Thursday, October 30, 2014

Ruin is formal, consecutive and slow


The Last Bookstore, Los Angeles



Holy Mackerel. I don't think I've ever read this one before, and while I wonder why, how often is it that you read a poem by your favorite poet for the very first time? I'm grateful to have missed it, to read it new.


Crumbling is not an instant's act (1010)

Crumbling is not an instant's Act
A fundamental pause
Dilapidation's processes
Are organized Decays —

'Tis first a Cobweb on the Soul
A Cuticle of Dust
A Borer in the Axis
An Elemental Rust —

Ruin is formal — Devil's work
Consecutive and slow —
Fail in an instant, no man did
Slipping — is Crashe's law —

Emily Dickinson



8 comments:

  1. And how the hell did she know so much?

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  2. I suppose even back then people thought society was disintegrating. Isn't it always the end of the world?

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  3. Oh that's brilliant.
    Thanks for posting it.

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  4. Help me with the last line; "Crashe's law"?

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  5. Emily -- Yes, it's confusing. I did a little research (I had never read that poem before!) and realized that it's the word "crash" with an e at the end. I think, and it's just a quick analysis, that she implies like throughout the rest of the poem that failure, falling, chaos, death, etc. -- even a crash -- is slow; therefore, a "slipping." Do you have any other ideas on what she might have meant?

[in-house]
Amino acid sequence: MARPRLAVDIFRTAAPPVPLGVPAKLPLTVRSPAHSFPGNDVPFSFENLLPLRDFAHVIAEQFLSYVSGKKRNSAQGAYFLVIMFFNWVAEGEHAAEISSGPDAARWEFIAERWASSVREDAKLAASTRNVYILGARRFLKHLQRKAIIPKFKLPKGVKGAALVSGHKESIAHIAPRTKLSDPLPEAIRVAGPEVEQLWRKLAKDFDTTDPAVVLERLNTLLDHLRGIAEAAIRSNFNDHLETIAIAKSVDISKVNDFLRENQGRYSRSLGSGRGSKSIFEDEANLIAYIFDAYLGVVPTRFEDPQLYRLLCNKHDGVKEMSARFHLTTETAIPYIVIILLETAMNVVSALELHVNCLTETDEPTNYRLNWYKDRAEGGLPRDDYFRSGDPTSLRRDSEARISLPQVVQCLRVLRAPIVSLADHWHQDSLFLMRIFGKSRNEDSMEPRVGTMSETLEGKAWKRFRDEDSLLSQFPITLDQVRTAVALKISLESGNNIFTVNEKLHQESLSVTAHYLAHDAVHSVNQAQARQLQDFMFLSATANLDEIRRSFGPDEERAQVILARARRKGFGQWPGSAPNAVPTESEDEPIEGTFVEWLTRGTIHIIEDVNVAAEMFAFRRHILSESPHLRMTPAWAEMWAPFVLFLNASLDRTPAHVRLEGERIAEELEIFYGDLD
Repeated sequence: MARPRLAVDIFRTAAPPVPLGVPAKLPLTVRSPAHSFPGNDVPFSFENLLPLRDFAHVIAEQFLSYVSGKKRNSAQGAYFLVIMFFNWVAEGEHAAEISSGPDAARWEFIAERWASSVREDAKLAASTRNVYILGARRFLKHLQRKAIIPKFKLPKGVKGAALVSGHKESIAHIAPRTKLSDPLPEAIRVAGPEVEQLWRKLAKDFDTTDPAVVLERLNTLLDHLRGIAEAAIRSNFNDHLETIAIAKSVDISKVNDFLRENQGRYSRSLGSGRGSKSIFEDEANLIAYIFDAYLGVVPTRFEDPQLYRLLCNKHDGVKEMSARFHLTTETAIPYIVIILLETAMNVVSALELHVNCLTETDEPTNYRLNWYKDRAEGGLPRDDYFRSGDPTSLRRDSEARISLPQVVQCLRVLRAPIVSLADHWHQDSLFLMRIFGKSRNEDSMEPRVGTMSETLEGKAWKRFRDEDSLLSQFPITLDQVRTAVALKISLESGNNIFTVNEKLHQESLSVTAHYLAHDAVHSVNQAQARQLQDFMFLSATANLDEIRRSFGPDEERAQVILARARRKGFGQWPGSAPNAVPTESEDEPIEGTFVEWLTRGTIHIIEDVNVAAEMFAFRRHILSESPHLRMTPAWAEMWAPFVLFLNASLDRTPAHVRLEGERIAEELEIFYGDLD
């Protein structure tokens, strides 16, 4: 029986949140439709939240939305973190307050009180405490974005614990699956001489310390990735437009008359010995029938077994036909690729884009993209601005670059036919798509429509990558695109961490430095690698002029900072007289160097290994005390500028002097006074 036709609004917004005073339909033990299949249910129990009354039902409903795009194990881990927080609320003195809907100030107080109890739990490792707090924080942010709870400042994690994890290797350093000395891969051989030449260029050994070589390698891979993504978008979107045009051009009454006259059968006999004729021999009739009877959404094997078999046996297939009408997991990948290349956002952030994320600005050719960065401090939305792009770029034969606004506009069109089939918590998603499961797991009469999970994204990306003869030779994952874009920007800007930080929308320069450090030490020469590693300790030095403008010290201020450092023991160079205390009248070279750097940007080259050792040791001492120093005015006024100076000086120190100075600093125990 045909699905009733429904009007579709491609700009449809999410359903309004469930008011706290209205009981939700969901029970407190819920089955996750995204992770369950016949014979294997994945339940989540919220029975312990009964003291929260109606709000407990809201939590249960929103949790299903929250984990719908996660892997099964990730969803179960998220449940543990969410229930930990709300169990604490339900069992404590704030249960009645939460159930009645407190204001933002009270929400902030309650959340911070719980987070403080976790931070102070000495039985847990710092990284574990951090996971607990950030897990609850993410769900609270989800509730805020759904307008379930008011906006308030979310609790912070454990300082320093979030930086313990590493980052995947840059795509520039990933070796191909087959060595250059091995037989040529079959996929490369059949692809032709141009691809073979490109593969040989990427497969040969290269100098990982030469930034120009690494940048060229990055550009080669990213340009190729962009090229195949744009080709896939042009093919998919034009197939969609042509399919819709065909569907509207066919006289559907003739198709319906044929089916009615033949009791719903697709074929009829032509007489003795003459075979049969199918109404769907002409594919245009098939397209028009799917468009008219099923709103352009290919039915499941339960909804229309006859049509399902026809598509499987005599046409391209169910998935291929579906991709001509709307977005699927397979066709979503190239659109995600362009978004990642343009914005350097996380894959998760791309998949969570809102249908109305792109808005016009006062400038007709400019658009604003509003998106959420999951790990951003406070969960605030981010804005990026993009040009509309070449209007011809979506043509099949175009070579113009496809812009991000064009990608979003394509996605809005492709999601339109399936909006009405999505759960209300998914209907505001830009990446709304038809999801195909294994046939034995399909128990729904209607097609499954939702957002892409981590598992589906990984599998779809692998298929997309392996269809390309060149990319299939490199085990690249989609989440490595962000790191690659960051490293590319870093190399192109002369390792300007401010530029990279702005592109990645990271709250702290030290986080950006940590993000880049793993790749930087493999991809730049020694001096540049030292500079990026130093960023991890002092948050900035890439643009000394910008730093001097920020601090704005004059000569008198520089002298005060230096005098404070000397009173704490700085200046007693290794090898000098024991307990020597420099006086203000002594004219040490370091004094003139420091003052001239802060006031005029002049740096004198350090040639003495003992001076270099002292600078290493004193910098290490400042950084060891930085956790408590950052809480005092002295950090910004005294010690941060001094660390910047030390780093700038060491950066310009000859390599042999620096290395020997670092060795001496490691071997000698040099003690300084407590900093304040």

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  6. Does it pair up with the first line? Crumbling being not an instantaneous thing, but slipping being a crashing (and fairly instantaneous) thing? Maybe: no man failed by slipping (which isn't as complete a failure as say, ruin). Crash being the opposite of crumbling and all that. Or am I working too hard?

    haha... I feel a little like the students in the Billy Collins poem who tie the poem to a chair and beat it's meaning out of it!

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